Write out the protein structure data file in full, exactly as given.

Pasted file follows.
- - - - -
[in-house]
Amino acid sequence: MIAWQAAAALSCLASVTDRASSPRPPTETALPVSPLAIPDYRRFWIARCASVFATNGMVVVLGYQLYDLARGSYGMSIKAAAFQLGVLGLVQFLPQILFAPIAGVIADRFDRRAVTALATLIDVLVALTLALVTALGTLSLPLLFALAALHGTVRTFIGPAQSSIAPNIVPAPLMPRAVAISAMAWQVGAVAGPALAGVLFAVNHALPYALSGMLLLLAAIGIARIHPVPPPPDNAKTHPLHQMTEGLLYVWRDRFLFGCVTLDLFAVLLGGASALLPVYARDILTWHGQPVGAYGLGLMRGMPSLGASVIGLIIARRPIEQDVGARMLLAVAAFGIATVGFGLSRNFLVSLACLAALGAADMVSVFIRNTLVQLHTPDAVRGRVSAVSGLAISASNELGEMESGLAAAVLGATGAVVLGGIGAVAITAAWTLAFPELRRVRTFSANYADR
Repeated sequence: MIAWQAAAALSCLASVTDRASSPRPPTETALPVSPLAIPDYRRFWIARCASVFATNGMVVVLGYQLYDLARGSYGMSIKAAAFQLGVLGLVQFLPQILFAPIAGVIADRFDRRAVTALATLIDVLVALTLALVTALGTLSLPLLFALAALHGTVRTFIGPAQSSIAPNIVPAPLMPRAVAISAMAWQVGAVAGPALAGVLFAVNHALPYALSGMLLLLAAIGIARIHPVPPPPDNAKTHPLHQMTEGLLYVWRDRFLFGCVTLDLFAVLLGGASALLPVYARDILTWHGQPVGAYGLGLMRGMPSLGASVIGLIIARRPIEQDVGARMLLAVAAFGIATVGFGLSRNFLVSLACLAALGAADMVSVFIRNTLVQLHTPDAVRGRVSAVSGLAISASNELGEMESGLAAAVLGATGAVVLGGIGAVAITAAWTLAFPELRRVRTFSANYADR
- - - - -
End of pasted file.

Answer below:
[in-house]
Amino acid sequence: MIAWQAAAALSCLASVTDRASSPRPPTETALPVSPLAIPDYRRFWIARCASVFATNGMVVVLGYQLYDLARGSYGMSIKAAAFQLGVLGLVQFLPQILFAPIAGVIADRFDRRAVTALATLIDVLVALTLALVTALGTLSLPLLFALAALHGTVRTFIGPAQSSIAPNIVPAPLMPRAVAISAMAWQVGAVAGPALAGVLFAVNHALPYALSGMLLLLAAIGIARIHPVPPPPDNAKTHPLHQMTEGLLYVWRDRFLFGCVTLDLFAVLLGGASALLPVYARDILTWHGQPVGAYGLGLMRGMPSLGASVIGLIIARRPIEQDVGARMLLAVAAFGIATVGFGLSRNFLVSLACLAALGAADMVSVFIRNTLVQLHTPDAVRGRVSAVSGLAISASNELGEMESGLAAAVLGATGAVVLGGIGAVAITAAWTLAFPELRRVRTFSANYADR
Repeated sequence: MIAWQAAAALSCLASVTDRASSPRPPTETALPVSPLAIPDYRRFWIARCASVFATNGMVVVLGYQLYDLARGSYGMSIKAAAFQLGVLGLVQFLPQILFAPIAGVIADRFDRRAVTALATLIDVLVALTLALVTALGTLSLPLLFALAALHGTVRTFIGPAQSSIAPNIVPAPLMPRAVAISAMAWQVGAVAGPALAGVLFAVNHALPYALSGMLLLLAAIGIARIHPVPPPPDNAKTHPLHQMTEGLLYVWRDRFLFGCVTLDLFAVLLGGASALLPVYARDILTWHGQPVGAYGLGLMRGMPSLGASVIGLIIARRPIEQDVGARMLLAVAAFGIATVGFGLSRNFLVSLACLAALGAADMVSVFIRNTLVQLHTPDAVRGRVSAVSGLAISASNELGEMESGLAAAVLGATGAVVLGGIGAVAITAAWTLAFPELRRVRTFSANYADR